We came around the Punkha Dzong, the largest Dzong in Bhutan, beautifully placed between the confluences of the rivers Mochu and Pochu. On a nation of dramatic buildings, the 17th-century Punakha Dzong is among the most spectacular. Dzongs are fortresses containing both monasteries and government offices. The massive Punakha Dzong, part-castle, part-cathedral, is where Bhutan’s kings are crowned, and the Thimphu monks spend their winters.
We experienced a typical Bhutanese hotel, Vara Hotel, where we got a lovely room facing the river.
While exploring Punakha, we visited Chime Lhakhang monastery (monastery of the divine madman), one of the best religious sites in all Bhutan. It was built in 1499 to honour the notorious Lama Drukpa Kunley, aka the Divine Madman. He is best known for sticking his phallus in the mouths of demons to defeat them. “My meditation practice is girls and wine,” he wrote. I was curious about this unthinkable story. His legacy is not only the replica of his “magic thunderbolt of wisdom” kept in the Chime temple but murals of flying penises painted on houses all over Bhutan.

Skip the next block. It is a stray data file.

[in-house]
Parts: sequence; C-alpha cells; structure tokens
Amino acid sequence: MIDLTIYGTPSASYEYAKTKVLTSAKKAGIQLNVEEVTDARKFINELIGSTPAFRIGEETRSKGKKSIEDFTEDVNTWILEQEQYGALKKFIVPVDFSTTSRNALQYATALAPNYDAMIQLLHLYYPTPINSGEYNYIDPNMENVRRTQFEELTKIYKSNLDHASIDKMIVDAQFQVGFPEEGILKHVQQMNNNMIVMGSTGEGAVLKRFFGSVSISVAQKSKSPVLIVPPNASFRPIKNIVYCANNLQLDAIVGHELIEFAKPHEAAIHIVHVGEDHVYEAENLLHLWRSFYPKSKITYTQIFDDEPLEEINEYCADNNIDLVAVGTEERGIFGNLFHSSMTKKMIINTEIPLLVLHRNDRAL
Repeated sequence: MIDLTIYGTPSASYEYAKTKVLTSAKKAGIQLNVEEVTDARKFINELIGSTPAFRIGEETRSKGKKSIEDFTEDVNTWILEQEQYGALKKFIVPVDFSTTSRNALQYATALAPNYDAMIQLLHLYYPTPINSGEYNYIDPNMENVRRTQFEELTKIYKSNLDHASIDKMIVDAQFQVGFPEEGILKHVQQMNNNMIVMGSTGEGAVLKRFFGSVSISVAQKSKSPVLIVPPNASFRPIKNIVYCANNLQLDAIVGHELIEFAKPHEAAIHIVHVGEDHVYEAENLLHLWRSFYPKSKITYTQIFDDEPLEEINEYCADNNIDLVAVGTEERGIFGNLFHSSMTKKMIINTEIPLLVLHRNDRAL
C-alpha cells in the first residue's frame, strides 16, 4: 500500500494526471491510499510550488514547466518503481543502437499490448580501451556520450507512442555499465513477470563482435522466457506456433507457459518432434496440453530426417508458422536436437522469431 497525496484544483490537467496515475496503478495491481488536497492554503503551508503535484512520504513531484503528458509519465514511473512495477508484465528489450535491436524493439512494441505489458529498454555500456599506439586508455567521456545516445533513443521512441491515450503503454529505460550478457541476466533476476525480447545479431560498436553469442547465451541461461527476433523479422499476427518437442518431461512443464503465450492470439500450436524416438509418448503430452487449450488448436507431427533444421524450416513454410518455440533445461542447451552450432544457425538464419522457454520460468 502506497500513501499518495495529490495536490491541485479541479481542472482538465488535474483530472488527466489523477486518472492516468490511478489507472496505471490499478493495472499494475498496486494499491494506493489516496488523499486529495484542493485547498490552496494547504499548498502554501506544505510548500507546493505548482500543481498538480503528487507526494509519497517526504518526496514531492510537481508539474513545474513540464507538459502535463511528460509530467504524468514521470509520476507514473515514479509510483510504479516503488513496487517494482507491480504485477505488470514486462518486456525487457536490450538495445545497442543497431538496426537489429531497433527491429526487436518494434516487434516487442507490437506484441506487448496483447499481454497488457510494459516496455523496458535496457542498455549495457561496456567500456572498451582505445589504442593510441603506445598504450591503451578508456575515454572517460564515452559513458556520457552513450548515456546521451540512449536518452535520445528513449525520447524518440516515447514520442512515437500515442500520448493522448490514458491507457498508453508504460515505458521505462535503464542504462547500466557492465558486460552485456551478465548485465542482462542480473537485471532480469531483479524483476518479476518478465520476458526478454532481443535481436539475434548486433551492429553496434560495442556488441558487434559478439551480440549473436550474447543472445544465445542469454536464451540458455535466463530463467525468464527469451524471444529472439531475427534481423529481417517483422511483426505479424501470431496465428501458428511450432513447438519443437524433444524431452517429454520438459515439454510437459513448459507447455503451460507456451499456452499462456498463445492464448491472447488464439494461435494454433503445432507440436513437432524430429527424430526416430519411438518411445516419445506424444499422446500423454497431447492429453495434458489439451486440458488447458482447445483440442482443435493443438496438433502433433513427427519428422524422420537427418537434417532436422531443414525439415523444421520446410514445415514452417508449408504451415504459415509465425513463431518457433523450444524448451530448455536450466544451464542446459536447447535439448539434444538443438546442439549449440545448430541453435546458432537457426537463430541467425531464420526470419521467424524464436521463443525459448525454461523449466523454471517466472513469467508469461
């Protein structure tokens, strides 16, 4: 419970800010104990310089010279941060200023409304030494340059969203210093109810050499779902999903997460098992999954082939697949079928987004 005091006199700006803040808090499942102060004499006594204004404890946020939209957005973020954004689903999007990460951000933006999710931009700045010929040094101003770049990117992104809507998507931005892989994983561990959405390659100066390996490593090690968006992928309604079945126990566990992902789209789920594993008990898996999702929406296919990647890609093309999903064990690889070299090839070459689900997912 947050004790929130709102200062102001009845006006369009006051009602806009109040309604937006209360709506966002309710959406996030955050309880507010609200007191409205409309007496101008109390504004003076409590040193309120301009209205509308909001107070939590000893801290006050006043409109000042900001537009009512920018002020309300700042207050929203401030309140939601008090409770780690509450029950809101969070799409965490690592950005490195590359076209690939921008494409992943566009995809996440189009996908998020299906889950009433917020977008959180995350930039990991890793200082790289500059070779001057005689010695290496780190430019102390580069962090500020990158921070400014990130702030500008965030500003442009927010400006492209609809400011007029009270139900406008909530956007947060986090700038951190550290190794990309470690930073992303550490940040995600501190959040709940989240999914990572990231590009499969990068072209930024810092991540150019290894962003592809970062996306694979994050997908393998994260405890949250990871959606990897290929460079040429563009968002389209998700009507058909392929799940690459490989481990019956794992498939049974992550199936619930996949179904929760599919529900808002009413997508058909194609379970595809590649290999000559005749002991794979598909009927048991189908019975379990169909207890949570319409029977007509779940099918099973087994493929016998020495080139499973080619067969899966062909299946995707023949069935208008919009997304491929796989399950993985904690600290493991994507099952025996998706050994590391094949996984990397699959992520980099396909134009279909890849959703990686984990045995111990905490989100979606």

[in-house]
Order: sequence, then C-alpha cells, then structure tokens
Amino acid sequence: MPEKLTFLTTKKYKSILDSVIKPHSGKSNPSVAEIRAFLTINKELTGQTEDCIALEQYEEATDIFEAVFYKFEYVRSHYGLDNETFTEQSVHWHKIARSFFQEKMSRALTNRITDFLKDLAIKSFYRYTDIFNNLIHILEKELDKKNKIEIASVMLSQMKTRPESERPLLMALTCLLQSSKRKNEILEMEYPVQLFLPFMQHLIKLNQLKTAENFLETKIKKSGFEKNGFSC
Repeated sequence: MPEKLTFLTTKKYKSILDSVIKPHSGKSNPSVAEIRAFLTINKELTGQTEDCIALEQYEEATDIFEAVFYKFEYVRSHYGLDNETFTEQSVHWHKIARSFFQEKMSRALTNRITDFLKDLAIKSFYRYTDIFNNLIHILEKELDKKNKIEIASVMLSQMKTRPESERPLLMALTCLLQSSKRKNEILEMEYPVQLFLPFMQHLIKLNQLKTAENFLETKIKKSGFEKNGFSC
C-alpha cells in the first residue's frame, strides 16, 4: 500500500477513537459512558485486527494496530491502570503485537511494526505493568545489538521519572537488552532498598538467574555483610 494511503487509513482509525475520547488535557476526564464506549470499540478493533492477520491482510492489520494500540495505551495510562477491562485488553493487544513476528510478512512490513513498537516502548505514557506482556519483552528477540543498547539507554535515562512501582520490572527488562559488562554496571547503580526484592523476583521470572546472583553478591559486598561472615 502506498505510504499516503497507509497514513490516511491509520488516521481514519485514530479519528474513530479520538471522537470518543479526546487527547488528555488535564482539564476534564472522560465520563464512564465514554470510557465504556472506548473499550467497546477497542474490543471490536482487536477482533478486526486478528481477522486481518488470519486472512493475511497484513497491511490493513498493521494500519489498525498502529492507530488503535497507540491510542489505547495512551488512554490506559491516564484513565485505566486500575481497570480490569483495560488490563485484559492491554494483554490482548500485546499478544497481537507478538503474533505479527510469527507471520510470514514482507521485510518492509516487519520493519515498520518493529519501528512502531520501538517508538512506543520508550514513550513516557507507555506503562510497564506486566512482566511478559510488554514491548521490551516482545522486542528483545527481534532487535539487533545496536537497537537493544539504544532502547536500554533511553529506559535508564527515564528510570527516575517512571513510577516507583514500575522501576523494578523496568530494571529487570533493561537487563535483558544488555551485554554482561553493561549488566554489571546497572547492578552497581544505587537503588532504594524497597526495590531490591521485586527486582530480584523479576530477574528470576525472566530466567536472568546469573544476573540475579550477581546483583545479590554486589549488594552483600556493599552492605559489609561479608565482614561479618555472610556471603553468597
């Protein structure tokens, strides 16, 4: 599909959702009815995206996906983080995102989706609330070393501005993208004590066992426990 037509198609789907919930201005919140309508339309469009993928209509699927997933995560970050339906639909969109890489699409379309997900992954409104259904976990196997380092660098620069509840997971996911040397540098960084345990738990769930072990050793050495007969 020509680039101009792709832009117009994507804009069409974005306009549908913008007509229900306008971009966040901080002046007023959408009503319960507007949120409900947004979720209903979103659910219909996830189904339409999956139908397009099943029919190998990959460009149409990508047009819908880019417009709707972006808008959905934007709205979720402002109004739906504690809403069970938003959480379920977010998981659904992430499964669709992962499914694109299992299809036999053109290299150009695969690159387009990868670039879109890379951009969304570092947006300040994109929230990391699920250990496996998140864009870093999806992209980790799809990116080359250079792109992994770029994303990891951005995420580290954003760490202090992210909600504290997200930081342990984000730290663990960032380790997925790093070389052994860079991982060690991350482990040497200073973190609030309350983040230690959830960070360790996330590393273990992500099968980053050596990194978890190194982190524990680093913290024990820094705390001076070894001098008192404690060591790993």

There were no other visitors in the early morning. We took pleasure watching the monks having breakfast.
The day was bright. Blue sky, the sunshine and the high Himalayas in the reach of our eyes. The landscape was mind blowing. About 65 percent of Bhutan is under forest, so there is a powerful sense of life breathing from all the green. Rivers run beneath us, sometimes heard but not seen. This journey took us to the country’s spiritual heartland, where Buddhism first took hold.
On the way to Thimpu
Back on the road, we drove towards Thimpu, the capital of Bhutan. Thanks to the fantastic weather we were lucky enough to see the Mount Kula Kanuri from the car. Kula Kanuri is the highest mountain range stretching along the border between Bhutan and Tibet. Many sources cite it as the highest mountain in Bhutan, but it is situated exactly in between the border of the two countries.